Our local animal shelter has two beautiful labs - one yellow and one chocolate. And of course, these aren't the first labs to find their way in there. Just about every week when I go there's a new lab to meet.
(I know what you're thinking, and I can't have a second dog until my home situation changes. sorry)
I can't count on help from the local rescue because they already have too many and turn more and more away - they can't help it and I don't blame them. Still, I call local rescues to tell them about dogs I see every week. Sometimes they come and pull them, sometimes they don't. Unfortunately, the local lab rescue is one of those that is overwhelmed right now.
Why am I mad?
I go and walk dogs at the shelter and spend a little time with as many dogs and possible, not just the labs. What I notice time and time again is that the labs are typically not trained at all (okay, most dogs, but I have to admit, I tend to favor any labs. call me prejudiced). Meaning they don't walk on a leash, much less sit. And most of the time I see "owner surrender" as the reason, meaning the owner dumped them there.
Gee. I wonder why.
You know, you're asking a hell of a lot from a lab - or any dog for that matter - to "behave" and "obey" if you don't teach them how.!!!!!!
I walk my dog around my neighborhood almost every single day, and I always hear the same dogs barking from the same back yards with the same "beware of dog" signs hanging from the wooden fences. Why can't people understand that if you get a dog and throw them in the backyard to live and don't spend any time with them, or spend any time teaching them, you will end up with a dog you can't stand. And guess where that little guy ends up.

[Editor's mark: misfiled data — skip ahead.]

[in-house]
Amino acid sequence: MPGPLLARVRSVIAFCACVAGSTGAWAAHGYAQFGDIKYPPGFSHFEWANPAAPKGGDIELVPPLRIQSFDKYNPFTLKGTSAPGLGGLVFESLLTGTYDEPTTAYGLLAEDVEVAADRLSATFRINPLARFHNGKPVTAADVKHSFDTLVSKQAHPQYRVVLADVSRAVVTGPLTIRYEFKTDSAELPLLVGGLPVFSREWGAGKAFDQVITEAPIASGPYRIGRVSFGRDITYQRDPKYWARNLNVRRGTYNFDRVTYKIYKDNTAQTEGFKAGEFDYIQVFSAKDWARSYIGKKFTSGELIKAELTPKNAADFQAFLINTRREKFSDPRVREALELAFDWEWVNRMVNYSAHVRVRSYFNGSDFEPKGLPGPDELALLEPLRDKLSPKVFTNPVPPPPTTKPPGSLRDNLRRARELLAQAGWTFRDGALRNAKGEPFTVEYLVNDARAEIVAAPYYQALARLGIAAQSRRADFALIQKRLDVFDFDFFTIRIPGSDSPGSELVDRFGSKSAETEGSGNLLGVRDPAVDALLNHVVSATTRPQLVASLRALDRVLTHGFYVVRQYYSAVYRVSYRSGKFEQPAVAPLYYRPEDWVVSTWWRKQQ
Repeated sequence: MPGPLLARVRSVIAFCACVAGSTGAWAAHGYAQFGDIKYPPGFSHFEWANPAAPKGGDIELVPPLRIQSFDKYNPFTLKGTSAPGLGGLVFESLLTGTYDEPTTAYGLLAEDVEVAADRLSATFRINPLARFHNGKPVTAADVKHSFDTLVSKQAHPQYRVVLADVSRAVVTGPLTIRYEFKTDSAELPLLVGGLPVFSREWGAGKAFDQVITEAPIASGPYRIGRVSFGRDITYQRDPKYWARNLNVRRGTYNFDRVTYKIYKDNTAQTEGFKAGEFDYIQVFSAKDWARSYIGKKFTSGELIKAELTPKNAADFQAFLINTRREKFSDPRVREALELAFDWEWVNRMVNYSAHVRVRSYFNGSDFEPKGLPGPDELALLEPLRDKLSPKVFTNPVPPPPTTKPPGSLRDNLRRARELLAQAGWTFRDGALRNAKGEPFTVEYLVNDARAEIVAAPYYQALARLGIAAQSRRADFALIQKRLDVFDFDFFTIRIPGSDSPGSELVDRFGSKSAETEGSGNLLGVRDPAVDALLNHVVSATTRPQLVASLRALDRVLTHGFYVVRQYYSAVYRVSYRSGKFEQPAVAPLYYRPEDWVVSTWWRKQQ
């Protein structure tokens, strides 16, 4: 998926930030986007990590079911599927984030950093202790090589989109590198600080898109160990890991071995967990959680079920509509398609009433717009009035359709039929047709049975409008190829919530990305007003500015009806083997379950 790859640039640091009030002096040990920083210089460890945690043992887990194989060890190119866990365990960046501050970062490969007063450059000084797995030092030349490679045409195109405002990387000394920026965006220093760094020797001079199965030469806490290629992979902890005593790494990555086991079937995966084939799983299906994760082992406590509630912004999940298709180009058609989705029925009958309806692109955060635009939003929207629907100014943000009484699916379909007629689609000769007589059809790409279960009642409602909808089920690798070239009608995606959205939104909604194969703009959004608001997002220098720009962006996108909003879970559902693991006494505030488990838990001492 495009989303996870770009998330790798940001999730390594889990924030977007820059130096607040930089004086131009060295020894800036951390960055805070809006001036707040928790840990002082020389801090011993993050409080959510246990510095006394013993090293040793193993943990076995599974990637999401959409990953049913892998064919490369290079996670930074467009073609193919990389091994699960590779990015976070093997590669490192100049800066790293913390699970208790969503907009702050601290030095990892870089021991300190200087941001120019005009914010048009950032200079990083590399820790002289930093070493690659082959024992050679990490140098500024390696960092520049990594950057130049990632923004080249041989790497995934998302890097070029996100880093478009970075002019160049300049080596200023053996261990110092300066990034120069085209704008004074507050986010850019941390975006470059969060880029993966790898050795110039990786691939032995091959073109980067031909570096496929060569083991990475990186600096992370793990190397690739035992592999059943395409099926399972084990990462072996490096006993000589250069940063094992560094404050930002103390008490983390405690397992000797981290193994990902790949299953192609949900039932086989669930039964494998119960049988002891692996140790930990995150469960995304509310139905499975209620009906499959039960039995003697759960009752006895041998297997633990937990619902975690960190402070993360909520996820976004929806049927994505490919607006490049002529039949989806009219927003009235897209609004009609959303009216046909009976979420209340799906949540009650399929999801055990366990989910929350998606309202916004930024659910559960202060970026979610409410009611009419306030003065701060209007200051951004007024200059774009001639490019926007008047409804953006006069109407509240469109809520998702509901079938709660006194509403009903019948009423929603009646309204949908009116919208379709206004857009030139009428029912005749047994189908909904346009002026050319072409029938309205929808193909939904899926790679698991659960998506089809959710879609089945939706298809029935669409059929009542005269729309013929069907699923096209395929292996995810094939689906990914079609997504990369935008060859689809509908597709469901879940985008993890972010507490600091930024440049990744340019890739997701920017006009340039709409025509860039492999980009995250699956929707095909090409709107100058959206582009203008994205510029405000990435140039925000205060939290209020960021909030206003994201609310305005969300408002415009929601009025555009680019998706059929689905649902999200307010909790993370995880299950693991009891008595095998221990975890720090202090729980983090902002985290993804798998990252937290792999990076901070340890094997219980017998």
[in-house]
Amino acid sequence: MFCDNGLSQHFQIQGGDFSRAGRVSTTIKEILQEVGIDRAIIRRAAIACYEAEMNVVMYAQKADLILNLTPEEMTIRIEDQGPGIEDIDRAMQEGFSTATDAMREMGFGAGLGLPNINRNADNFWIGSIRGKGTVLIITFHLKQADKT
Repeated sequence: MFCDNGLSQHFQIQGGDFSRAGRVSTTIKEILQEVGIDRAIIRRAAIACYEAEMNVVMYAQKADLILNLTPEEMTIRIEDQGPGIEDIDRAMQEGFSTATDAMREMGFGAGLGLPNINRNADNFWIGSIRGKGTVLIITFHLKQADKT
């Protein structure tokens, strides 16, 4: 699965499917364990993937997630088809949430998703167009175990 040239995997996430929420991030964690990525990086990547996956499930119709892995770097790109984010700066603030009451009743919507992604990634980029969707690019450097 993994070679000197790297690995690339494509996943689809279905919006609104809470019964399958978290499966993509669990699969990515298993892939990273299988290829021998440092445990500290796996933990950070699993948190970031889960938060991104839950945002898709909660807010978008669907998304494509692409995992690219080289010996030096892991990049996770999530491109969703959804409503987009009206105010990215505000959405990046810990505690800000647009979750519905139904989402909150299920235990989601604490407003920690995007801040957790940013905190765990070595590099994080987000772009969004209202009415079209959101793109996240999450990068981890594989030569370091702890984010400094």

Yeah, that's right! Dead! (stupid [email protected]@'s)
(sorry, I just really needed to blow. thanks.)
But since I tend to try to figure out how to change things for the better, I think of ways that we (society) can minimize this. I remember the fact that not only have we not gotten a grip on the neutering/spaying issue while puppies continue to be born left and right, but also that there are organizations all over the country trying to figure out the solutions, too. But I'm still frustrated, nontheless. My hat goes off to all the men and women that work at the shelter here for they are better people than me. While they exercise great restraint, I'd probably punch every person that came in to dump their dog.
I could have written this post. I too walk dogs out at our local HS as a volenteer and very few of them have any obedience or walk decent on a leash. I also go for the labs first and give them a little extra time although if they have already been walked I try to take the others out first. As a Canine Coach (dog walker title) we're supposed to try to work with the dogs on basic obedience (sit, lay, leave it) but when they have been cooped up all day the last thing they want to do it sit when I get them outside. There is a chocolate girl at the shelter now she's adorable but has no manners and is VERY mouthy she ripped my sweatshirt last week and about got my pants too. It's no wonder she's not been adopted but it's not her fault her previous owners didn't show her how to behave. >